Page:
Of course candles come in multiple forms. Some of the top sellers, particularly at grocery include glass filled scented candles, wax melts/cubes and unscented tealights, say observers.
Relative to other channels, grocery is currently enjoying strong performance in the candle category, says Mark Cunningham, vice president, sales and marketing for Candle-lite, a Lancaster Colony Co., based in Cincinnati. “Grocers have the ability to turn their shoppers’ visits into candle sales with regular promotions, off-shelf features and seasonal promotions.”
He adds that because of the wide array of candle products available, grocers face a challenge when it comes to product assortment. “Candle-lite offers a product line that addresses quality and value in everyday trends and collections. Grocers that provide adequate space, an optimized product assortment and regular promotions will have positive results with the candle category,” say Cunningham.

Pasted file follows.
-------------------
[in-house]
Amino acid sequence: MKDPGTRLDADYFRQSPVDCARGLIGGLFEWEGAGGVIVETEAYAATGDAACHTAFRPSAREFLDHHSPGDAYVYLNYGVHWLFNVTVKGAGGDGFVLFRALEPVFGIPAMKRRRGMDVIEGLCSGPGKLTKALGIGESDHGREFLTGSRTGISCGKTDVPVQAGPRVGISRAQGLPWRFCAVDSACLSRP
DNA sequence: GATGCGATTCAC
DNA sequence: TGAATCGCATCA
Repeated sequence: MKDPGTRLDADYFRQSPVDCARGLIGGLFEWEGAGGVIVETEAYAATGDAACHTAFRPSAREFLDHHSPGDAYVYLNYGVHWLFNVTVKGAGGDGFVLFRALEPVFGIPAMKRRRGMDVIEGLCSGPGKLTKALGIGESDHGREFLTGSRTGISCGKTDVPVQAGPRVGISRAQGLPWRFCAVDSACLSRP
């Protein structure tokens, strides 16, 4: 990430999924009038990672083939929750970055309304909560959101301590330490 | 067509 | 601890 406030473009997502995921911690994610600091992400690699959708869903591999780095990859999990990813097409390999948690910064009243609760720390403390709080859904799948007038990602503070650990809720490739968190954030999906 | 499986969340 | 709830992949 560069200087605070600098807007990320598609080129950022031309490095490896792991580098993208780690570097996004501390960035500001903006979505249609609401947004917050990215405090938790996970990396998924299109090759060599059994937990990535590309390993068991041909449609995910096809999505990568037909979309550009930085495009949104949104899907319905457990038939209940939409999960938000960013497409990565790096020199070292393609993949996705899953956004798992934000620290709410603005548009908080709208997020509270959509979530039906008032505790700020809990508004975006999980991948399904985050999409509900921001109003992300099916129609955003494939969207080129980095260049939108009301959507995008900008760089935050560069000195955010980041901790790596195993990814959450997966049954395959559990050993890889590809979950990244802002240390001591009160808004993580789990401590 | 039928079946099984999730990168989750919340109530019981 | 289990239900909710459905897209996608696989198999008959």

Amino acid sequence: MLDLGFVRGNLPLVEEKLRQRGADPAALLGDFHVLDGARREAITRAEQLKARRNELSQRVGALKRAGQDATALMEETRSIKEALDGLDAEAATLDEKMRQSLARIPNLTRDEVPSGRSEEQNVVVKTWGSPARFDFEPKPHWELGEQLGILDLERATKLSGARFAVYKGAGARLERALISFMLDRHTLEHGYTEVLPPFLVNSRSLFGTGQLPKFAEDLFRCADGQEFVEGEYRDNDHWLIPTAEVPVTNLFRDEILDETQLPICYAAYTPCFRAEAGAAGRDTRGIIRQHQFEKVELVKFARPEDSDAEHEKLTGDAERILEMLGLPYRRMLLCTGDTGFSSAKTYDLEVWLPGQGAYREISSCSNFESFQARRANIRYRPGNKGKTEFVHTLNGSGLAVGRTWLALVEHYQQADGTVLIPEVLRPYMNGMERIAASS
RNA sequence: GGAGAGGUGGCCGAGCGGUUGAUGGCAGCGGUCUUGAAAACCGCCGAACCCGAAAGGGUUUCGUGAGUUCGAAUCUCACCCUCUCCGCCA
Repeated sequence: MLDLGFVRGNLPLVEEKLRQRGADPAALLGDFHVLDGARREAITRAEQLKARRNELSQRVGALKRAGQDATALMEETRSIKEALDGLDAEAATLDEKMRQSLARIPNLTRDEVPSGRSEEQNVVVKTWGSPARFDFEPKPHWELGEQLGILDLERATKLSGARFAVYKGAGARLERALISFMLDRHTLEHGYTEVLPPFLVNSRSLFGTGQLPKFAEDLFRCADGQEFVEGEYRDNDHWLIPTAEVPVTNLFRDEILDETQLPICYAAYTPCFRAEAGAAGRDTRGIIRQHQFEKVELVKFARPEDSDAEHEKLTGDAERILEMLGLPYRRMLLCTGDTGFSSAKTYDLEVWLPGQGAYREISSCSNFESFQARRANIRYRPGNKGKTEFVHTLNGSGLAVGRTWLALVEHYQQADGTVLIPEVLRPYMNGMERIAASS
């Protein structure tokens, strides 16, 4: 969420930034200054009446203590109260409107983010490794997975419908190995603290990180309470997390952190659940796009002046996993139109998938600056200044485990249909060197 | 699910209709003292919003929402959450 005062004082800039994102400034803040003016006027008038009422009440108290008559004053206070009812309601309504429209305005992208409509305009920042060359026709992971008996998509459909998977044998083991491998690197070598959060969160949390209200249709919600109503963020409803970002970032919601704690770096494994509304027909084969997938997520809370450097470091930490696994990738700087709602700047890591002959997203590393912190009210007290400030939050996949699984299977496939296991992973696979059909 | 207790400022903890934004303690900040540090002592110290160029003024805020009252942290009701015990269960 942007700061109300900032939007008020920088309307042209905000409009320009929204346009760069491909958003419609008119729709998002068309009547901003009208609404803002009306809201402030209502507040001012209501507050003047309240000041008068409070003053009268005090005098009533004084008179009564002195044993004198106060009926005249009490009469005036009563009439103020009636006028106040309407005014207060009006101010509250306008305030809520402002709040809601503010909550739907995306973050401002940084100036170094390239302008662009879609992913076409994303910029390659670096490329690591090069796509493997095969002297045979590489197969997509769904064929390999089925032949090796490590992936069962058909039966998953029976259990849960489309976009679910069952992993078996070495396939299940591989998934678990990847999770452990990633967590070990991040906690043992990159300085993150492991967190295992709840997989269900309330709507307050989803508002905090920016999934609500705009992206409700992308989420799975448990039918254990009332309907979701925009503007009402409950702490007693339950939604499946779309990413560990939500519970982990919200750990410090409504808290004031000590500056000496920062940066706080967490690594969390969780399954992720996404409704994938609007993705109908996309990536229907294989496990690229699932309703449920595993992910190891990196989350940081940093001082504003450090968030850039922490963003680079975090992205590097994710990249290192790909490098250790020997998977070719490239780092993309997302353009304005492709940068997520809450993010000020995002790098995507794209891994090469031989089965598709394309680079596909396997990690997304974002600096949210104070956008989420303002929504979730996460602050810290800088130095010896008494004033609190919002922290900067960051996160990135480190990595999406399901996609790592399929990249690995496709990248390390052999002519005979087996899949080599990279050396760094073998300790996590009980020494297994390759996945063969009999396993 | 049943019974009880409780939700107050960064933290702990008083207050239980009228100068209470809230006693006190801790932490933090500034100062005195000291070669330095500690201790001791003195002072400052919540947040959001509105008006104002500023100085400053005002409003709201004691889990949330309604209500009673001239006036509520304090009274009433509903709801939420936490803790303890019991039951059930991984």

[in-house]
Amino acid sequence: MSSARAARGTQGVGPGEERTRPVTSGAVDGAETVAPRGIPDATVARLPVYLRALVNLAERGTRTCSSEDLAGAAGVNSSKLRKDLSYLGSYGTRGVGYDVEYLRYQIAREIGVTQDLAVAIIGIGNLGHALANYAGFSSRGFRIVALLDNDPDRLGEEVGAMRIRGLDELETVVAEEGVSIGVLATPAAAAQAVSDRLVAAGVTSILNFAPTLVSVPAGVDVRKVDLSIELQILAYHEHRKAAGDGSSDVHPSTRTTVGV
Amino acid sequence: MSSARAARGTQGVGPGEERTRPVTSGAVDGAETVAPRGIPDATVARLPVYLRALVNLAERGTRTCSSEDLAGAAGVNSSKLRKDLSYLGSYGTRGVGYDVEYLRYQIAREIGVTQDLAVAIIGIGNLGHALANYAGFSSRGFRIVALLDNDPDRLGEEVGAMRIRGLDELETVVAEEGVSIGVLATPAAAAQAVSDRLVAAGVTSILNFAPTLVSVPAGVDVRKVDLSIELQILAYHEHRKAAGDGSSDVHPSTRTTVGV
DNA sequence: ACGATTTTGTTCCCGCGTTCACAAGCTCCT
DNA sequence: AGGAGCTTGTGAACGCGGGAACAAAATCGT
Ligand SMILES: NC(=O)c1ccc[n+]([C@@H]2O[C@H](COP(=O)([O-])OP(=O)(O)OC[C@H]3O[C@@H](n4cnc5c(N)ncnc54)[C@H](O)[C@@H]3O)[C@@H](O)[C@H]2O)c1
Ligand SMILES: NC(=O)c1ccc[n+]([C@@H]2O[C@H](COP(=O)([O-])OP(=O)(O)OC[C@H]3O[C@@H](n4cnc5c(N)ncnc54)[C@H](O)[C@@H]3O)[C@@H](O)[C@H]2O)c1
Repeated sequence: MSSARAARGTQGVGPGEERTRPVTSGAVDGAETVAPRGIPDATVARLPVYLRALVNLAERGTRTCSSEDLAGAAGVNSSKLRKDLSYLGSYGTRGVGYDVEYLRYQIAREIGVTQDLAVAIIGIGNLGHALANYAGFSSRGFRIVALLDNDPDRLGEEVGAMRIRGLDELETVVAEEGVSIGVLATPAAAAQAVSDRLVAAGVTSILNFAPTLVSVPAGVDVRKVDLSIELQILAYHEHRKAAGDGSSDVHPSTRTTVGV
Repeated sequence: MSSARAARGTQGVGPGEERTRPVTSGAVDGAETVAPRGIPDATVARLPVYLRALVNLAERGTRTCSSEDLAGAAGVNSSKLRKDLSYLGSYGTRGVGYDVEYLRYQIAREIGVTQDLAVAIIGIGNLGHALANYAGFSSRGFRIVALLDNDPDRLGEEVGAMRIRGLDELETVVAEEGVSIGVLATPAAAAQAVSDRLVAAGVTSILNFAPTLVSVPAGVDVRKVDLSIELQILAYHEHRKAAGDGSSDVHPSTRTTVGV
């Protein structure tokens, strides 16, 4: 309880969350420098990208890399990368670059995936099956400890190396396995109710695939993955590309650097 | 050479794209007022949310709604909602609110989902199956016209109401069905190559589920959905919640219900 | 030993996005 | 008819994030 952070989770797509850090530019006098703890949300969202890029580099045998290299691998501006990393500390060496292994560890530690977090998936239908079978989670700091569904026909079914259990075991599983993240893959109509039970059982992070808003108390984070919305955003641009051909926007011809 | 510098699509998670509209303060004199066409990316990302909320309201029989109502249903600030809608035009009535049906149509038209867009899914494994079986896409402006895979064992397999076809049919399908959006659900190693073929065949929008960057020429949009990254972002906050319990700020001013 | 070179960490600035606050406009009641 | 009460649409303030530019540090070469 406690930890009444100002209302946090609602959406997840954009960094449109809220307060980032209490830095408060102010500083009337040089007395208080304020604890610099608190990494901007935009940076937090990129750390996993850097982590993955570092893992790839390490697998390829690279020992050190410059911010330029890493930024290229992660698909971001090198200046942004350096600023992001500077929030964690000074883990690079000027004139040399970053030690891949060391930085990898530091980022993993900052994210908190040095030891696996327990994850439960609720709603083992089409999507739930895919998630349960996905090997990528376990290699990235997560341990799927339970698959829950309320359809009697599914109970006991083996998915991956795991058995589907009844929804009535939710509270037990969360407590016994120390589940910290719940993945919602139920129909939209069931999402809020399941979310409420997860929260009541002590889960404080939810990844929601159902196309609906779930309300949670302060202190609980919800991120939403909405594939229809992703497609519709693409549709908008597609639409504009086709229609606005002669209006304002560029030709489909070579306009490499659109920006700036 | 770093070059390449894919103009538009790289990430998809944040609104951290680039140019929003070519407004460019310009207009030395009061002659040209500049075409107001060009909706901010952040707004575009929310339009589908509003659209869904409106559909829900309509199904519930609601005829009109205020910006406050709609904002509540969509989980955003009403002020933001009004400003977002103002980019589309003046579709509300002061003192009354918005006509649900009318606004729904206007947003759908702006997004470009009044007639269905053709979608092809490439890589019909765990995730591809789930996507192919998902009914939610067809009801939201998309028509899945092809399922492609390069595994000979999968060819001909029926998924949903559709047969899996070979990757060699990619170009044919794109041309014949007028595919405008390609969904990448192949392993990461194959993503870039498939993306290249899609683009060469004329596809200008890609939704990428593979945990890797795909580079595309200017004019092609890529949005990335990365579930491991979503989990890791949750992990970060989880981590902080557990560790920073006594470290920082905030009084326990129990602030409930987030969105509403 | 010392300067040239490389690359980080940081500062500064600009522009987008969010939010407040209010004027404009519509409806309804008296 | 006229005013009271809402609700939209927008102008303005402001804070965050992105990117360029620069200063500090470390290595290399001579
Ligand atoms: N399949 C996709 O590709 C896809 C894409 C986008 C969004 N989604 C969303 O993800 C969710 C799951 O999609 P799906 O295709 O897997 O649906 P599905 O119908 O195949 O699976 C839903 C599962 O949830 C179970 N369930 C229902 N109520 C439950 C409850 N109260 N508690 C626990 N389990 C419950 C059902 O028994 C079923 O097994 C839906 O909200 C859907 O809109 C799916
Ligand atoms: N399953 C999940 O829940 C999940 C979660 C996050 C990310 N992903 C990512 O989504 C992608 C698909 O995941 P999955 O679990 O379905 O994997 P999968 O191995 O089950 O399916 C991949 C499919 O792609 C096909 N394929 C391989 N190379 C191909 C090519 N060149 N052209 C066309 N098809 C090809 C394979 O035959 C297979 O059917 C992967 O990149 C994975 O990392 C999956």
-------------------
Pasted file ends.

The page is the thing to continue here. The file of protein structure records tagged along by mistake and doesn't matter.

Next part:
New products in Candle-lite’s line include Aroma Melts, a flameless fragranced wax in a glass cup in which the melted wax pool stays contained in the cup, requiring no clean up and the Illuminate candle collection, featuring photographic artwork that glows when lit to accent the design.
Whether a grocer is selling candles, water bottles or gardening gloves, the strategy remains to have the right items at the right price at the right time. Usually seasonal items fit that bill, says Adam Marlatt, vice president of sales—grocery and drug, for Rome, Ga.-based Big Time Products.
“When it comes to housewares the strongest channels are always the ones that are the most functional for the consumer,” he says. “Seasonal items are the hot point. No matter what the season is, the right offering of seasonal items in grocery is key. From grills to coolers to garden gloves to work gloves, the success comes from the merchandise and availability in store.”